Ignorance , ignorance or disregard is characterized by the fact that a person does not want to know or does not pay attention to (disregard) something.
The word ignorance has been used in German since the 16th century and etymologically goes back to the Latin noun ignorantia "ignorance". The verb to ignore was borrowed from the Latin ignorare “do not know”, “do not want to know”, which is ablaut to ignarus (from in-gnarus ) “ignorant” and to gnarus “knowledgeable”. Furthermore, the words belong to the Latin word family of noscere "recognize, get to know". “Ignorance” or “ignore” means that a person is ignorant of a thing or that he intentionally does not want to deal with it.
Variations of terms
The verb ignore denotes both the conscious and the unconscious not to take notice of a fact, a process, a social development or a person. In use, the verb does not have a necessarily negative connotation . Even in the case of conscious ignorance, it is conceivable that the person who is ignorant has good and understandable reasons for it. For this - as an example - a quote from the novel The Visit of the Personal Physician by Per Olov Enquist :
“King Christian VII dressed in a gray cloak and believed that he would not be recognized that way; that two soldiers followed him at a distance, even now, he ignored. "
The term ignorant for a person who does not take note of something or who deliberately does not want to take note of it is a reproach in German language practice, so it has a negative connotation in contrast to the verb ignore . An ignoramus is someone who does not strive for knowledge, cognition and perception and therefore (intentionally) remains ignorant. The word can be considered a swear word or an insult .
In the case of rational ignorance , someone deliberately refrains from dealing with a topic and obliges someone else to deal with it. It is the renunciation of interfering in individual (political) business in a committee, because it is not possible for individuals to deal in depth with each business. Rational ignorance is a form of voluntary uncertainty, and consequently it is the opposite of certainty .
In Prussian law there was a so-called Ignorance Oath ( Jusjurandum ignorantiae ). In commercial and bill of exchange law in particular, it represented the affidavit of a person that they knew nothing of an alleged fact (see also oath ).
Ignorance is often used in German today as a reproach to a person who is assumed to be disinterested and ignorant to the point of stupidity . In contrast to tolerance , ignorance is also seen as the inability or unwillingness to express acceptance.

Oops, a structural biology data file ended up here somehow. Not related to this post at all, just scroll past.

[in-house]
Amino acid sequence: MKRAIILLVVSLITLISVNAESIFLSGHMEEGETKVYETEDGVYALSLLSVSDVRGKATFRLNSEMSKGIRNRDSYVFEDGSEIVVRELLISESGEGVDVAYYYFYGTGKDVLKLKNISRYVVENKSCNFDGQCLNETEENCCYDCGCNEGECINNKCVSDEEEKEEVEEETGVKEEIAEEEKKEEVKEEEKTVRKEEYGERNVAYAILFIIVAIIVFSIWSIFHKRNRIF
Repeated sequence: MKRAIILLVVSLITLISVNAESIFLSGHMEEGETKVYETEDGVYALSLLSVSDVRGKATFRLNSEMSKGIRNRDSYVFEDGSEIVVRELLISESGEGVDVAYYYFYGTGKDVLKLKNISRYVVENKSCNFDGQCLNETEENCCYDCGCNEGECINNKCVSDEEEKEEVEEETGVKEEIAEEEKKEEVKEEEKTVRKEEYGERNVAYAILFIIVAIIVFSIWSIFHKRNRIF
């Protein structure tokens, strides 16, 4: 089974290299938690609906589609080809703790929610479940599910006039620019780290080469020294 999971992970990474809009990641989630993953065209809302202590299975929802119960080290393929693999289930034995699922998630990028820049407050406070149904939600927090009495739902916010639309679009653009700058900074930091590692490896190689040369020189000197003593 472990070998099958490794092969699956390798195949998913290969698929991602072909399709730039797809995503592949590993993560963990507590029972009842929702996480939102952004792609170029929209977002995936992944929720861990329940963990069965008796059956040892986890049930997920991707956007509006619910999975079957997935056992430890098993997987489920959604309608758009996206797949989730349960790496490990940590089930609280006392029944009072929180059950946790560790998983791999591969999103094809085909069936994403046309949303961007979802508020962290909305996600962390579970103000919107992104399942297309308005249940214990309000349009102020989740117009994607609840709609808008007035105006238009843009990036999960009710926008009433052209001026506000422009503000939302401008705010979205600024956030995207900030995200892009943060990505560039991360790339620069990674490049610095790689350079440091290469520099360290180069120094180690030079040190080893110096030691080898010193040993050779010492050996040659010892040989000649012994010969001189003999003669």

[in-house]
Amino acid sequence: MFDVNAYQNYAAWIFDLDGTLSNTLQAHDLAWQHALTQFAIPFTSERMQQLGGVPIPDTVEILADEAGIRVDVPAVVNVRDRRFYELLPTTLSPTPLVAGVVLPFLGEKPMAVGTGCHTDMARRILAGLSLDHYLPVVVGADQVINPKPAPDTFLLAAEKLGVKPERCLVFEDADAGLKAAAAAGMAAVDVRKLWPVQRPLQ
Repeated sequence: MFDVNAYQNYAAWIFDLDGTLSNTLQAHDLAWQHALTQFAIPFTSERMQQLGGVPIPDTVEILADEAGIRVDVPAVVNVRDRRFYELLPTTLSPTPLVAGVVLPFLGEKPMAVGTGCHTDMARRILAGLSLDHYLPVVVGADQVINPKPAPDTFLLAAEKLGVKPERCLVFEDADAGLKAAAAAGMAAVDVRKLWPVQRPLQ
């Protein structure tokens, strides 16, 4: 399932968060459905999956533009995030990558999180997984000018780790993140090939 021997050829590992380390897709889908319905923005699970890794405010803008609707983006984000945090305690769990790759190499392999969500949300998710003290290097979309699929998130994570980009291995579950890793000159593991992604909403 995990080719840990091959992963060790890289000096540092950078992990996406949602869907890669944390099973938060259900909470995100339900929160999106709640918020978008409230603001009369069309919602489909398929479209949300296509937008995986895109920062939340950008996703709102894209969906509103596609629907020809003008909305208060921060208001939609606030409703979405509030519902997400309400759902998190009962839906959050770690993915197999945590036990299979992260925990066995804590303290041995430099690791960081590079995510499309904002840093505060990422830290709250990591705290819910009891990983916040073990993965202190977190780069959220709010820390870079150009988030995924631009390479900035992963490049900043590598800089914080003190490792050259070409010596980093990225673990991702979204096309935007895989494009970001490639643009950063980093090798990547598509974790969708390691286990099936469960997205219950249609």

In an information society , the term ignorance gains a new meaning by comprehensively identifying the area of ignorance and contrasting it with the area of knowledge . This dissolves the previous view of the ignorance of individuals. The current development can go in the direction of a collective term. In this context , Hans Rott, philosopher at the University of Regensburg , distinguishes between two forms:
- Ignorance as a disposition : This is a general predisposition not to want to know possible knowledge.
- Ignorance as an episode : This form is limited in time and means particular occurrences of not knowing that something is the case .
In decision theory and economics , complete ignorance denotes a level of information of zero percent, while the opposite represents perfect information with an information level of 100%. Ignorance means that a decision maker is completely ignorant of his decision and therefore cannot make any decisions because he does not know the alternative courses of action.
- Achim Geisenhanslüke , Hans Rott (Ed.): Ignorance. Not knowing, forgetting and misunderstanding in processes of cultural transformation. Transcript, Bielefeld 2008, ISBN 978-3-89942-778-3 .
- Rainer Hammwöhner : Wikipedia - A medium of ignorance? In: Achim Geisenhanslüke, Hans Rott (Ed.): Ignorance. Not knowing, forgetting and misunderstanding in processes of cultural transformation. Transcript, Bielefeld 2008, pp. 229-257.
- Hans Rott: Disagreement and misunderstanding. In: Achim Geisenhanslüke, Hans Rott (Ed.): Ignorance. Not knowing, forgetting and misunderstanding in processes of cultural transformation. Transcript, Bielefeld 2008, pp. 61-96.
- Stephan Meier-Oeser: ignorance. In: Historical Dictionary of Philosophy . Vol. 11, Schwabe, Basel 2001, Col. 341–348 (PDF; 95 kB).
- Duden: The dictionary of origin. 4th edition, Mannheim 2007.
- Per Olov Enquist: The Personal Doctor's Visit. Fischer, Frankfurt am Main 2009, p. 119.
- Hans Rott: difference of opinion and misunderstanding. In: Achim Geisenhanslüke, Hans Rott (Ed.): Ignorance. Not knowing, forgetting and misunderstanding in processes of cultural transformation. Transcript, Bielefeld 2008, p. 61, footnote 2.